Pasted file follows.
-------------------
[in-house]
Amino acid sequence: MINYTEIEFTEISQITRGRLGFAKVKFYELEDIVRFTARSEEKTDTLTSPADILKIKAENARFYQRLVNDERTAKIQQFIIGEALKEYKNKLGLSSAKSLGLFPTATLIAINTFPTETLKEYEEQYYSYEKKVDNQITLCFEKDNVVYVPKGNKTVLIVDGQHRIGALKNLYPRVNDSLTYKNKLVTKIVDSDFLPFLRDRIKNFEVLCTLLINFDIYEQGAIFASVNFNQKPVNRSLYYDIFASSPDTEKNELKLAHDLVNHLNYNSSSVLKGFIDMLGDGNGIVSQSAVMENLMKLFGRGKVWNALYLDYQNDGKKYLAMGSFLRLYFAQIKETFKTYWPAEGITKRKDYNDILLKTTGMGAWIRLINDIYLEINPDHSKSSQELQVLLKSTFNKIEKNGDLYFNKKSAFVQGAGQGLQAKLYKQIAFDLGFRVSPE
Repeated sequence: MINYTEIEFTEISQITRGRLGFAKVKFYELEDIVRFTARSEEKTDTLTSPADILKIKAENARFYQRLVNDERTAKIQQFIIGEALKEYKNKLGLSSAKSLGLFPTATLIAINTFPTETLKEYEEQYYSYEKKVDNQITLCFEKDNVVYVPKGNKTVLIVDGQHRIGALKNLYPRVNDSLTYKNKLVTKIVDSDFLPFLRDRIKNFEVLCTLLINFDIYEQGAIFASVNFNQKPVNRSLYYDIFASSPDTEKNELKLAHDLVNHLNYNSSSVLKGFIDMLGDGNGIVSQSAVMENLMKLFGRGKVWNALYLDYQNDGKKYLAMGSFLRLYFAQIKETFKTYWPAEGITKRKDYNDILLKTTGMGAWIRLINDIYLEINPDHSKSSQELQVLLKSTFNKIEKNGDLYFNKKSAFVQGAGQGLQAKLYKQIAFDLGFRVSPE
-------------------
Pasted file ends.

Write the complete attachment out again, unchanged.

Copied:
[in-house]
Amino acid sequence: MINYTEIEFTEISQITRGRLGFAKVKFYELEDIVRFTARSEEKTDTLTSPADILKIKAENARFYQRLVNDERTAKIQQFIIGEALKEYKNKLGLSSAKSLGLFPTATLIAINTFPTETLKEYEEQYYSYEKKVDNQITLCFEKDNVVYVPKGNKTVLIVDGQHRIGALKNLYPRVNDSLTYKNKLVTKIVDSDFLPFLRDRIKNFEVLCTLLINFDIYEQGAIFASVNFNQKPVNRSLYYDIFASSPDTEKNELKLAHDLVNHLNYNSSSVLKGFIDMLGDGNGIVSQSAVMENLMKLFGRGKVWNALYLDYQNDGKKYLAMGSFLRLYFAQIKETFKTYWPAEGITKRKDYNDILLKTTGMGAWIRLINDIYLEINPDHSKSSQELQVLLKSTFNKIEKNGDLYFNKKSAFVQGAGQGLQAKLYKQIAFDLGFRVSPE
Repeated sequence: MINYTEIEFTEISQITRGRLGFAKVKFYELEDIVRFTARSEEKTDTLTSPADILKIKAENARFYQRLVNDERTAKIQQFIIGEALKEYKNKLGLSSAKSLGLFPTATLIAINTFPTETLKEYEEQYYSYEKKVDNQITLCFEKDNVVYVPKGNKTVLIVDGQHRIGALKNLYPRVNDSLTYKNKLVTKIVDSDFLPFLRDRIKNFEVLCTLLINFDIYEQGAIFASVNFNQKPVNRSLYYDIFASSPDTEKNELKLAHDLVNHLNYNSSSVLKGFIDMLGDGNGIVSQSAVMENLMKLFGRGKVWNALYLDYQNDGKKYLAMGSFLRLYFAQIKETFKTYWPAEGITKRKDYNDILLKTTGMGAWIRLINDIYLEINPDHSKSSQELQVLLKSTFNKIEKNGDLYFNKKSAFVQGAGQGLQAKLYKQIAFDLGFRVSPE